Becoming An Excellent Genealogist: Essays On Professional Research Skills

Genealogy is a hobby for many, a profession for others, and a passion for almost all practitioners. However, the one word that may be least used but best describes genealogy is science. Research science takes both skill and creative thinking. Genealogy is no different in this regard than any other science. And, like other scientists, genealogists, whether professionals or merely enthusiasts, are dedicated to finding answers through laborious, and sometimes difficult, research. Any research project is bound to encounter difficulties. Genealogists understand stumbling blocks all too well. Constant learning is the key to successful research and by-passing research dilemmas. Books, the Internet, magazines, conferences, and working with other genealogists are all avenues to expanded knowledge. Understanding the need to learn from the best resources, the International Commission for the Accreditation of Professional Genealogists (ICAPGen) has published Becoming An Excellent Genealogist: Essays On Professional Research Skills.

In referring to research issues, the Commission had this to say:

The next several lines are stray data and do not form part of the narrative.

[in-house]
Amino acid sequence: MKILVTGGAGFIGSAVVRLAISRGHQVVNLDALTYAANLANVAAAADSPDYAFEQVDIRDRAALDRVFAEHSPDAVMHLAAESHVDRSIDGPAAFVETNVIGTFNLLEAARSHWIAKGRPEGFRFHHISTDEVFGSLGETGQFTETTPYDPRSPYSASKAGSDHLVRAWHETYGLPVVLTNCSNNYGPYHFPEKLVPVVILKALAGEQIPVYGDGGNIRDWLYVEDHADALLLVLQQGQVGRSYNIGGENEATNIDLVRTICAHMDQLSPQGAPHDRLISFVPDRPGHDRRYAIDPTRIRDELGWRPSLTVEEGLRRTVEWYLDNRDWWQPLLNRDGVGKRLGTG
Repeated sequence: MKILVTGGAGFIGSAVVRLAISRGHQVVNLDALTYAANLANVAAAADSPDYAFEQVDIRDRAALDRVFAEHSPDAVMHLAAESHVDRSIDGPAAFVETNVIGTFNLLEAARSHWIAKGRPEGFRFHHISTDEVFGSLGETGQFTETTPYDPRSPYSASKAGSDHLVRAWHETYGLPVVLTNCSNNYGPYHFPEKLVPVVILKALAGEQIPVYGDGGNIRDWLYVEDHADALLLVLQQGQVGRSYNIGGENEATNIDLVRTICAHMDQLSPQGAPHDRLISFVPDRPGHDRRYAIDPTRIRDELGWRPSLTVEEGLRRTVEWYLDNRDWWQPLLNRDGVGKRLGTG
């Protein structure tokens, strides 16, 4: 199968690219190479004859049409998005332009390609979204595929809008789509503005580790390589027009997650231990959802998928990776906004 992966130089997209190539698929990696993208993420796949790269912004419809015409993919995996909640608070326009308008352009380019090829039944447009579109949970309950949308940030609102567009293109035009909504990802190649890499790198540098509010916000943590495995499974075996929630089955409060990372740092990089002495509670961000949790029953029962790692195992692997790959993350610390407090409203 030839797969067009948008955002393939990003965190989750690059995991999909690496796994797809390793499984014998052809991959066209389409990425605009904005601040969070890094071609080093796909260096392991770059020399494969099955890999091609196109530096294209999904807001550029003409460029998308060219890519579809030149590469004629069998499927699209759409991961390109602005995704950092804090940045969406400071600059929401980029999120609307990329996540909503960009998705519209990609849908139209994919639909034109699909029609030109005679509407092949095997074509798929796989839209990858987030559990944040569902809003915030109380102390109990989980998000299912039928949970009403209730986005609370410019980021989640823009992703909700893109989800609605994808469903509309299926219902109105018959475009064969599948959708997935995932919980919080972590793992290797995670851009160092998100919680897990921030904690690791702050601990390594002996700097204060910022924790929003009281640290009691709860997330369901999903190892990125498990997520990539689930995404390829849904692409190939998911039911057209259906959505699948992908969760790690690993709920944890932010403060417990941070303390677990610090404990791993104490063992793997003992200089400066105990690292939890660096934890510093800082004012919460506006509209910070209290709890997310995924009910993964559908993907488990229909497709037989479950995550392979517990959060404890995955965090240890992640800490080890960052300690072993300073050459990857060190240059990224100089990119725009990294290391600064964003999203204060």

“… Every genealogical problem to be solved varies, to some degree, from every other problems.

Successfully navigating those difficulties is challenging, It takes a certain aptitude, as well as certain knowledge that may not be readily available…

The avocation of genealogy has grown. It is time to provide a higher level of instruction to more family historians in a convenient and inexpensive format. Yes, it takes time, effort, and (indeed) money to become an excellent (or advanced) genealogist.”

This is why the group has published Becoming an Excellent Genealogists. This collection of essay by experienced, professional genealogists “teaches concepts and methodology not usually taught in classes or other books.” This collection brings together generations of experience with the personal twist and examples of individual researchers. The essays are easy to understand, and explore research area both unique and critical to overall research success. Except for maybe the newest of beginners, this book has something to all levels of researcher. Even highly experienced professionals can benefit from another professionals experience and unique examples.

Consider this new 2012 guide a critical part of any researcher’s library. Inside the reader will find 25 helpful essays from 24 of the country’s top professional genealogists. The first essay asks, “What Makes an Excellent Genealogists?” Just pick up a copy and find the answers for yourself.



Acknowledgements, by Kory L. Meyerink



Research foundations

1. What Makes an Excellent Genealogist?, by Kory L. Meyerink

2. Elements of Genealogy, by Kory L. Meyerink

Research Concepts and Methodologies

3. Genealogical Analysis, by Marilyn Markham

4. Avoiding the Assumption Trap, by Apryl cox

5. Demography as a Tool for Genealogists, by Karhryn Daynes

6. Migration Methodology, by Karen Clifford

7. Strategies for Tracing Female Lines, by Judith Eccles Wight

8. Casting the Net Wide: Searching Horizontal Kin and Neighbors, by Amy Harris